Can you imagine the thrill of conducting thousands of voices in the Royal Albert Hall? Well I've been lucky enough to be doing that for five or six years, now as Principal Conductor of The Really Big Chorus: 1,500 voices for Verdi's Requiem, for example, 3,000 for The Armed Man and—the really big one— almost 4,000 for the annual Messiah from Scratch. It's unbelievable! And now there's Carl Orff's blockbusting Carmina Burana to look forward to on 10 July. If any piece of music demands a massive and mighty bunch of singers, it's that one and I can hardly wait for that unforgettable opening impact, when over 1,500 wide-open throats let rip!
Of course, a big part of that thrill is being in the Royal Albert Hall itself—such a wonderful space, and extra excitement at being there for what is always (in our July concert) The Last Night Before the Proms, which start just five days later.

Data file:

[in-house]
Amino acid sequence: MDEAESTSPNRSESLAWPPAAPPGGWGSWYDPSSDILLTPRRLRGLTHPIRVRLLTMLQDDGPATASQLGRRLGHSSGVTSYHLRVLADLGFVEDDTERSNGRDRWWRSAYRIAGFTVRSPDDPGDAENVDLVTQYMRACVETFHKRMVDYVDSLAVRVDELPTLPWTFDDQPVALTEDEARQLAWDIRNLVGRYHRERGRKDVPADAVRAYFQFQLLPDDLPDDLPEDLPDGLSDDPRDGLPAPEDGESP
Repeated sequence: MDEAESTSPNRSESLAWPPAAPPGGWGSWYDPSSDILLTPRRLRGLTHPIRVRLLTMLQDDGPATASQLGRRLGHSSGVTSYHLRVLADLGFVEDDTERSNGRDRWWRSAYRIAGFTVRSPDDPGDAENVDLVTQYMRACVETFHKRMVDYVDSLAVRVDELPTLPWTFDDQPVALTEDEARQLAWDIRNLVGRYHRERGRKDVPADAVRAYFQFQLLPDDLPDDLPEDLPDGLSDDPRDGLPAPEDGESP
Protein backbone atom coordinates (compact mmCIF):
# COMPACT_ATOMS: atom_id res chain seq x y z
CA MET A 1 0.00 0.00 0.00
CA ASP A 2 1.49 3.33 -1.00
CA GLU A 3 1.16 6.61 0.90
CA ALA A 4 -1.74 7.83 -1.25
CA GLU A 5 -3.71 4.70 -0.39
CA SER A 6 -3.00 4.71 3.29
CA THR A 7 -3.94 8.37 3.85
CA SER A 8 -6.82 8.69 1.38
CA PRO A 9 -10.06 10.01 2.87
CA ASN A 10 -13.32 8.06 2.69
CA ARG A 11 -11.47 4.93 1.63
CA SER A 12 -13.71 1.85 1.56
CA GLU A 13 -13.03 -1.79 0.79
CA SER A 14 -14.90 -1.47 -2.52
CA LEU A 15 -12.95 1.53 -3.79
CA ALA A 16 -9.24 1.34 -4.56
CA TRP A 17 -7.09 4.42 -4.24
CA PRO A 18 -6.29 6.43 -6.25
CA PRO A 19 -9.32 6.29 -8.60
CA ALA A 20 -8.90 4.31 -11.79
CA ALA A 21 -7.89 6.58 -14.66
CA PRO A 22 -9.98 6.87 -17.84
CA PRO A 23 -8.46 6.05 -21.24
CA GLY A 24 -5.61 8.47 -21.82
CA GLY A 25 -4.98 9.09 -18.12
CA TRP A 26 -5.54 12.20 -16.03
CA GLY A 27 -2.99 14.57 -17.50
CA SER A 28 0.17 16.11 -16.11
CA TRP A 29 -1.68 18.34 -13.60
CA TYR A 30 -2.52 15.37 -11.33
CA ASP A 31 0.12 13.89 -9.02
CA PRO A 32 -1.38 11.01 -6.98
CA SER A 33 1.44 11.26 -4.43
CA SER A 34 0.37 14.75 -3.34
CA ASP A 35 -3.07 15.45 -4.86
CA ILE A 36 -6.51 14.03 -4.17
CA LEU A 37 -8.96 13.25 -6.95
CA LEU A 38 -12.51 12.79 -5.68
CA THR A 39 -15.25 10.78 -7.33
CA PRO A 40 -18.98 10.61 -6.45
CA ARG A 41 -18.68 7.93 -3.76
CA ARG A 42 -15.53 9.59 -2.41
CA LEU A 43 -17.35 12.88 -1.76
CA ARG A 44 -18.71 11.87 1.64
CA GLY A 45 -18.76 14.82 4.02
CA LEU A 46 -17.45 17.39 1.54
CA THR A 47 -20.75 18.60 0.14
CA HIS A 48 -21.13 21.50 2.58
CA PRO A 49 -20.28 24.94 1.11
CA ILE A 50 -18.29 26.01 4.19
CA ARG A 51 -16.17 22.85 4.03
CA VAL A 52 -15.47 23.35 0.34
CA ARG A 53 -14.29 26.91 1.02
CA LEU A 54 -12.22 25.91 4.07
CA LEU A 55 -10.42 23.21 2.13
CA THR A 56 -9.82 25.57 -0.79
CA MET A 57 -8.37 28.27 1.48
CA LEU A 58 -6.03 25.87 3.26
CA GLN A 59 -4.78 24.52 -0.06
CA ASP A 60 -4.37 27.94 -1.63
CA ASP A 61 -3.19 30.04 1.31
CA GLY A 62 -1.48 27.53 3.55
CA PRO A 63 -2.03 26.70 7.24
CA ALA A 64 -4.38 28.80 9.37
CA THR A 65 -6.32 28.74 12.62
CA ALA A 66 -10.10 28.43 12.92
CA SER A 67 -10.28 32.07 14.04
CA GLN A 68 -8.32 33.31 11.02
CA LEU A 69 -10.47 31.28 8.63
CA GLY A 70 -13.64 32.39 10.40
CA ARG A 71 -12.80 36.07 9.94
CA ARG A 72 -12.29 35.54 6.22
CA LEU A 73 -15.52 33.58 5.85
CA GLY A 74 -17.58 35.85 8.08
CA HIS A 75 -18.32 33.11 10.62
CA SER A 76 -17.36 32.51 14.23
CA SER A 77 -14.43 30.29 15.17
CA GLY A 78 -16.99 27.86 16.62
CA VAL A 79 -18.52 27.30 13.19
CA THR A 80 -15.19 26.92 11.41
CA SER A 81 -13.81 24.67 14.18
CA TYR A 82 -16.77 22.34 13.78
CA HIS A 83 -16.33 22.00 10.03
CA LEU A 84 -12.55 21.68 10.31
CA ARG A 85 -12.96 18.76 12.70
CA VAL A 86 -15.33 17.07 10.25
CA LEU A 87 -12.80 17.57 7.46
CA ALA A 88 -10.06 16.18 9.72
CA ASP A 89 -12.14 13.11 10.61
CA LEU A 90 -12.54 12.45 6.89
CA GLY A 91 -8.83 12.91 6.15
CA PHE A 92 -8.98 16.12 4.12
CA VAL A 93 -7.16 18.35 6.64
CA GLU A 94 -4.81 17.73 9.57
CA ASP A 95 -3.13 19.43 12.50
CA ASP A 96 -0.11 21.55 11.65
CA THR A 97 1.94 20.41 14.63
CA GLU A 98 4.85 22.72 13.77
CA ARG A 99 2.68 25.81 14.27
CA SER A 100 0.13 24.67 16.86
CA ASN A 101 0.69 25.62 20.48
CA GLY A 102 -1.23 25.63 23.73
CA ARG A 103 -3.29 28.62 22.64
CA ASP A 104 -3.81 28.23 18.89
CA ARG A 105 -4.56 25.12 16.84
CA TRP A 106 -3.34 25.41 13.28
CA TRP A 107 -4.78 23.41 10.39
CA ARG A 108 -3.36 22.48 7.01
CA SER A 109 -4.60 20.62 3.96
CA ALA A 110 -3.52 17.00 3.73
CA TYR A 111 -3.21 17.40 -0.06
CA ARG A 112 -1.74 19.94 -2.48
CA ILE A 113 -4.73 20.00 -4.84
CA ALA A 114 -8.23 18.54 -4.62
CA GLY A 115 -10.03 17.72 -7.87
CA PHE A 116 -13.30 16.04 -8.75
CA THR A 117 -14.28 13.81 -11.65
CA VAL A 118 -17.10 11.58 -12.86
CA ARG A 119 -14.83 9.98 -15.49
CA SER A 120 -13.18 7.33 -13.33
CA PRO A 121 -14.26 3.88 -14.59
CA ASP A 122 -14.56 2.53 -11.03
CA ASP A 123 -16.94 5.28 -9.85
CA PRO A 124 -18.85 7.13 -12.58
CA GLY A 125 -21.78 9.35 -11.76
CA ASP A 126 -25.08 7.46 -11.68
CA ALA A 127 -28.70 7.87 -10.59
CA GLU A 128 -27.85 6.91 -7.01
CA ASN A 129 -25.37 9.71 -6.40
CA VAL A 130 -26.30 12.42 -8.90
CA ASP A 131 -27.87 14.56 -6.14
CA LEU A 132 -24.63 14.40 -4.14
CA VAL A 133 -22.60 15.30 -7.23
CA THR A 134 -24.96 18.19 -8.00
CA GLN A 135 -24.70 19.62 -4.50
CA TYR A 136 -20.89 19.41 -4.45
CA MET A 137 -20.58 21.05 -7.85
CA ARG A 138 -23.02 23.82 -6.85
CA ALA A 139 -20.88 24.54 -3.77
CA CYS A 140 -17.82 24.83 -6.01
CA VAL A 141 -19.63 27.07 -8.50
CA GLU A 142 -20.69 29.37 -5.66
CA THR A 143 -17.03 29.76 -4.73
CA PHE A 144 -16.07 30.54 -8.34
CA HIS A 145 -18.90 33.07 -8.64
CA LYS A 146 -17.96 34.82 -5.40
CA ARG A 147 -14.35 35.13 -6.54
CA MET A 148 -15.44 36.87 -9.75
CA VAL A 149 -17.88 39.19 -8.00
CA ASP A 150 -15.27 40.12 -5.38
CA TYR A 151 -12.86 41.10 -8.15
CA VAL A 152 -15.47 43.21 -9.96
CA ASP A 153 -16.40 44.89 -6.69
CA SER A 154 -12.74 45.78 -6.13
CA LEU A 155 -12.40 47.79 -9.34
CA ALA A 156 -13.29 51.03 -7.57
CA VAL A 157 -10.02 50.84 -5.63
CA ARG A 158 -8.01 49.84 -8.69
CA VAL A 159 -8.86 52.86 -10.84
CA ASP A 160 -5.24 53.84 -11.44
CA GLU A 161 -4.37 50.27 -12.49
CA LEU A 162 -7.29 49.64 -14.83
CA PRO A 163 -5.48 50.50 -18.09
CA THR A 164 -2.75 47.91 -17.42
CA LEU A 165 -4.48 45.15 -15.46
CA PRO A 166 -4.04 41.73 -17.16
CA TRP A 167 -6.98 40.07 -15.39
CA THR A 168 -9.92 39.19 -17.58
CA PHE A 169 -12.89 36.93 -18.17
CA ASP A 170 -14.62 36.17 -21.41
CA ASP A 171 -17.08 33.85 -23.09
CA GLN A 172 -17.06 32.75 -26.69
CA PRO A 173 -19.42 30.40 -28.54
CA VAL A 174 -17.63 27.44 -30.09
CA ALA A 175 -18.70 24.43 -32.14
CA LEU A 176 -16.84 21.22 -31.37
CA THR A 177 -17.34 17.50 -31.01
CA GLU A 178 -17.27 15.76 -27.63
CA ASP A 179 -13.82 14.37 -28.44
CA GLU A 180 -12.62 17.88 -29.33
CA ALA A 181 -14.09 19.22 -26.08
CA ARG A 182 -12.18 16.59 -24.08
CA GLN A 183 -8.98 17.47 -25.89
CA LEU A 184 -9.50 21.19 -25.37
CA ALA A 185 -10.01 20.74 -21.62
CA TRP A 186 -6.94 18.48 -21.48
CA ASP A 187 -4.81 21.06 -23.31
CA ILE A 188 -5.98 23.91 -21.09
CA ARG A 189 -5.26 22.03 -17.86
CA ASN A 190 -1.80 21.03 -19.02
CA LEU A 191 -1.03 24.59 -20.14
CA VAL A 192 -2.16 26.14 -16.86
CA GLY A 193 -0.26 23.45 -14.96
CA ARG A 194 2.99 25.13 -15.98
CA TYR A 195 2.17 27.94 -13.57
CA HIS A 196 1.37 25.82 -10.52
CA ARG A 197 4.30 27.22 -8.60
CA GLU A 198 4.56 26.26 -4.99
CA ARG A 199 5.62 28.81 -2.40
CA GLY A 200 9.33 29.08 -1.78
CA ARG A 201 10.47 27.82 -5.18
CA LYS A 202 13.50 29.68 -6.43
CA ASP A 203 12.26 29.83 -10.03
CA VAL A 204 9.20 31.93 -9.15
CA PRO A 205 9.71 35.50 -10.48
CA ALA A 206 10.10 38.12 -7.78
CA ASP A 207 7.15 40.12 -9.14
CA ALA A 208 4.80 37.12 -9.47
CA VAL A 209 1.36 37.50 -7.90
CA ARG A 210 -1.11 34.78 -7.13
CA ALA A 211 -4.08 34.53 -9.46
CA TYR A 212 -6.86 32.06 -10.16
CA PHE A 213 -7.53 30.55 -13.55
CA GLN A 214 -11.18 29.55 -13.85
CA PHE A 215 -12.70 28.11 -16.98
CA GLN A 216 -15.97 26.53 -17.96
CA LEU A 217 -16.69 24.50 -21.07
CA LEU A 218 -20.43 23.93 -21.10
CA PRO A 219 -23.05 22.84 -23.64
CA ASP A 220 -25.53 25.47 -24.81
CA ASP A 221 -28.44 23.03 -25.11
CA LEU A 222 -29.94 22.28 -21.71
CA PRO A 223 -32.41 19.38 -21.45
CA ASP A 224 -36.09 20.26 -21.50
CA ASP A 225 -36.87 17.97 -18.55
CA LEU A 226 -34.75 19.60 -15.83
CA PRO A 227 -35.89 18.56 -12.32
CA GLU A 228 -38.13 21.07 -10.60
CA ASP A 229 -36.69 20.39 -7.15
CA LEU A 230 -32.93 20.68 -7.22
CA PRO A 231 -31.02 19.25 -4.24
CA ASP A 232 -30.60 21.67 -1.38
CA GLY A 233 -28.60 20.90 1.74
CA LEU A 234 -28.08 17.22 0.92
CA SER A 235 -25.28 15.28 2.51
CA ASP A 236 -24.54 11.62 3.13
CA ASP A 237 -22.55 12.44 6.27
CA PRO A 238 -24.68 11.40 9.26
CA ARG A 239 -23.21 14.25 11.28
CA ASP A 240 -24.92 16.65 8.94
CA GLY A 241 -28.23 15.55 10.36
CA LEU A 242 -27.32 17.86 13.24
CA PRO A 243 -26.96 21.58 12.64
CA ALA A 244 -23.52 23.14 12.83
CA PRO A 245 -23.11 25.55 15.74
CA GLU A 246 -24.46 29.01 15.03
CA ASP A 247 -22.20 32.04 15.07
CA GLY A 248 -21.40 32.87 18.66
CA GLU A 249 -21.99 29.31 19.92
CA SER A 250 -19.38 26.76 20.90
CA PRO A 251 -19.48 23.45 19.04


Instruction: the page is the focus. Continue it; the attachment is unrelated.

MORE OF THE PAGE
Mind you, it's not that easy keeping so many voices together when you think how far away from me many of them are standing—me at the centre of the arena, the arena filled to bursting with such a vast orchestra and singers up on the stage, right up to the roof on both sides of the organ and half way round the hall, floor to ceiling. It's a tremendous sight and an unbelievable sound. Each time I have to give such enormous gestures—just so people can see me—that I can hardly move my arms the next day! Always that great moment too when I give the first gesture and a gasp comes from the audience as thousands of singers stand up to sing.
Brian Kay, conductor